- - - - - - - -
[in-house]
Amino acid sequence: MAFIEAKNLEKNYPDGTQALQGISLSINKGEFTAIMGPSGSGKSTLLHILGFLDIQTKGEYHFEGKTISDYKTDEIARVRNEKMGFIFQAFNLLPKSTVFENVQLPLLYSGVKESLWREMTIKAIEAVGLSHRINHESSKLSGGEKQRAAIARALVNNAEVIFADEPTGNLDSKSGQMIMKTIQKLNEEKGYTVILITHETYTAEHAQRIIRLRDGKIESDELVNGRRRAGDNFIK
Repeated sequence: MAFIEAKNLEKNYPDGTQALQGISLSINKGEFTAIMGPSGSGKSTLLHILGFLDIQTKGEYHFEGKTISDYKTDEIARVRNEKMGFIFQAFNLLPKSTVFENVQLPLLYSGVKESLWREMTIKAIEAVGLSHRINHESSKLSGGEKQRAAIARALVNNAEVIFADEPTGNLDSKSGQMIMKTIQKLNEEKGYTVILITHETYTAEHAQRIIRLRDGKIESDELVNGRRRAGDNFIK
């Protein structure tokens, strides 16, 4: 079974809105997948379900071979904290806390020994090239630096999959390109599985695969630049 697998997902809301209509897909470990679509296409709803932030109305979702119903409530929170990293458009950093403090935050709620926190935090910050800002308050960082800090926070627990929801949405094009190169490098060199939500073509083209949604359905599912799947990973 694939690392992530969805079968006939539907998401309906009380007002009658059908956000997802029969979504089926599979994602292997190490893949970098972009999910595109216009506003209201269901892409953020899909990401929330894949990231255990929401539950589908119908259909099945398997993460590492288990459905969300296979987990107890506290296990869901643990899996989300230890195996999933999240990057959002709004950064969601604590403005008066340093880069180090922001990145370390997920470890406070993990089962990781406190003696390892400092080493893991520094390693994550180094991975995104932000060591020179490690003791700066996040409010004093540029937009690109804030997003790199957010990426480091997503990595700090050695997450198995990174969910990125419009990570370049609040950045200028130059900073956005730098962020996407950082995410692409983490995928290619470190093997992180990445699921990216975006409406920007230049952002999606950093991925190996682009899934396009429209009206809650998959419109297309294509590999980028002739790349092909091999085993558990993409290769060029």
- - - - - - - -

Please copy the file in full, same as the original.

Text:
[in-house]
Amino acid sequence: MAFIEAKNLEKNYPDGTQALQGISLSINKGEFTAIMGPSGSGKSTLLHILGFLDIQTKGEYHFEGKTISDYKTDEIARVRNEKMGFIFQAFNLLPKSTVFENVQLPLLYSGVKESLWREMTIKAIEAVGLSHRINHESSKLSGGEKQRAAIARALVNNAEVIFADEPTGNLDSKSGQMIMKTIQKLNEEKGYTVILITHETYTAEHAQRIIRLRDGKIESDELVNGRRRAGDNFIK
Repeated sequence: MAFIEAKNLEKNYPDGTQALQGISLSINKGEFTAIMGPSGSGKSTLLHILGFLDIQTKGEYHFEGKTISDYKTDEIARVRNEKMGFIFQAFNLLPKSTVFENVQLPLLYSGVKESLWREMTIKAIEAVGLSHRINHESSKLSGGEKQRAAIARALVNNAEVIFADEPTGNLDSKSGQMIMKTIQKLNEEKGYTVILITHETYTAEHAQRIIRLRDGKIESDELVNGRRRAGDNFIK
């Protein structure tokens, strides 16, 4: 079974809105997948379900071979904290806390020994090239630096999959390109599985695969630049 697998997902809301209509897909470990679509296409709803932030109305979702119903409530929170990293458009950093403090935050709620926190935090910050800002308050960082800090926070627990929801949405094009190169490098060199939500073509083209949604359905599912799947990973 694939690392992530969805079968006939539907998401309906009380007002009658059908956000997802029969979504089926599979994602292997190490893949970098972009999910595109216009506003209201269901892409953020899909990401929330894949990231255990929401539950589908119908259909099945398997993460590492288990459905969300296979987990107890506290296990869901643990899996989300230890195996999933999240990057959002709004950064969601604590403005008066340093880069180090922001990145370390997920470890406070993990089962990781406190003696390892400092080493893991520094390693994550180094991975995104932000060591020179490690003791700066996040409010004093540029937009690109804030997003790199957010990426480091997503990595700090050695997450198995990174969910990125419009990570370049609040950045200028130059900073956005730098962020996407950082995410692409983490995928290619470190093997992180990445699921990216975006409406920007230049952002999606950093991925190996682009899934396009429209009206809650998959419109297309294509590999980028002739790349092909091999085993558990993409290769060029």